From snake charming to activism - all in a day's work
A new installation exploring both the magic and hardships of working life stories of well-known and everyday Victorians to open next month at the Immigration Museum.
Six fascinating, personal stories which depict how working life informs identity will open at the Immigration Museum from 1 October with My Working Life: stories from the collection.
Told through objects and projected images from the Museums Victoria collection and projections, My Working Life provides a platform for diverse voices from a range of eras, highlighting cultural and social diversity.
Meet the snake-wrangling Scottish jillaroo Bernice Kopple, deadly Gammin Threads Design founder Tahnee Edwards, 1940s super-mum and professional pattern maker Violet Morgan, Laverton pigment workers who brought their blues (literally) home with them, post-WWII Italian migrant and model maker Domenico Annetta, and former refugee and human rights lawyer Nydaol Nyuon.
"I believe our identities are there to serve us to get to a certain point and then, at some point, you grow out of that identity and allow yourself to explore other things," says Nyadol, an award-winning human rights lawyer.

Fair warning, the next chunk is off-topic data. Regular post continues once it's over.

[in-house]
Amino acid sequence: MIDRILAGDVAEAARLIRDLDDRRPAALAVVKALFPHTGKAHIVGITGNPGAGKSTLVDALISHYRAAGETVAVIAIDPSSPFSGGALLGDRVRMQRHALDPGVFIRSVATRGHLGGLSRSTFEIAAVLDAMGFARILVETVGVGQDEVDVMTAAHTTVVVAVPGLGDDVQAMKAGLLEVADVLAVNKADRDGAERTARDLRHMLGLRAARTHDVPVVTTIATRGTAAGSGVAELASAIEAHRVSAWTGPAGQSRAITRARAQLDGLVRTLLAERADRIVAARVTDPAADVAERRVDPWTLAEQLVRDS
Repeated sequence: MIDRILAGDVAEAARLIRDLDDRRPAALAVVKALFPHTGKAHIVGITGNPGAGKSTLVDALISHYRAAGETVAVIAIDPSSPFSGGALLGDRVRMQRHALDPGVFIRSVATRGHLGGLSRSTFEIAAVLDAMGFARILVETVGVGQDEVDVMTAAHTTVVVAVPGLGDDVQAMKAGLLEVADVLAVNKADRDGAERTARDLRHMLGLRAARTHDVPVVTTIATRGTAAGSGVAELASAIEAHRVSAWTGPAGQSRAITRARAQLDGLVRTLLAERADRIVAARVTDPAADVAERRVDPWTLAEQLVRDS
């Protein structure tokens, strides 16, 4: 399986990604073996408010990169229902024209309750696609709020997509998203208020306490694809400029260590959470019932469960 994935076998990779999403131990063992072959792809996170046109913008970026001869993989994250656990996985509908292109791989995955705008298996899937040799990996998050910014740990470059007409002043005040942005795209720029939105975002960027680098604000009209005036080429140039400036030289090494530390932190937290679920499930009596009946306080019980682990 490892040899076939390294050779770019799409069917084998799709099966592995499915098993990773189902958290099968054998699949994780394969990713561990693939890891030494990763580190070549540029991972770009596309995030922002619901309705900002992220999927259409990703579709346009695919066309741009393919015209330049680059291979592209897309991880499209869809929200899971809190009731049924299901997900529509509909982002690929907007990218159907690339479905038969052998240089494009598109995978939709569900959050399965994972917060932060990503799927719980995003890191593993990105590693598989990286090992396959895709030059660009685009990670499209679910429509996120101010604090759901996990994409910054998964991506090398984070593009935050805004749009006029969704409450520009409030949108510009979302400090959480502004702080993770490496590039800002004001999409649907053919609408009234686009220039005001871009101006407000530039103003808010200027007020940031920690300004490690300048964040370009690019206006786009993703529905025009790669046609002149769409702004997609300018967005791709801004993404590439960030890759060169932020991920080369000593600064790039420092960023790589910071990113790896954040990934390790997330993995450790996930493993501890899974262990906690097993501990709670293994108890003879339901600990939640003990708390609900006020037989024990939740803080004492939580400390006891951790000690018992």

"For a long time I think I was that 14-year-old girl in a refugee camp thinking I was going to be a lawyer. That was the identity I embraced. And it took a bit of courage to say. Now it's time to let go of that identity and grow into another."
Yorta Yorta, Taungurung, Boonwurrung and Mutti Mutti woman Tahnee Edwards' creative process speaks to a long history of First Peoples T-shirt making and protest and community slogans being worn; part of a fierce groundswell in design from First Peoples across Australia.
Heading back to the 1950s, Bernice Kopple (pictured above; Photographer: unknown. Source: Museums Victoria. Donated by Rachel Legge) busts every conventional image of a post-war female migrant, boasting an extraordinary career as a jillaroo in the NT, snake charmer, beauty pageant queen, cabaret performer and animal trainer.
The installation also presents stunning projected images of working life across time, showcasing the richness and diversity of Museum Victoria's image collections.
Rohini Kappadath, General Manager, Immigration Museum said that My Working Life shows beautifully how work entwines itself into our identities, and vice versa.
"This installation reflects the Immigration Museum's ongoing exploration of identity and its ever-evolving nature based on a myriad of experiences in our journey of life," says Rohini Kappadath.
"Within the construct of a hyper-connected, work-focused culture, preserving wellbeing and creating a life of meaning calls for a new discipline of establishing clear boundaries and adopting new mindsets about your identity, your work and your life's purpose."
Reflecting Immigration Museum's commitment to exploring stories from our diverse communities, My Working Life: stories from the collection will delight visitors from October 1, 2022 until September 2023.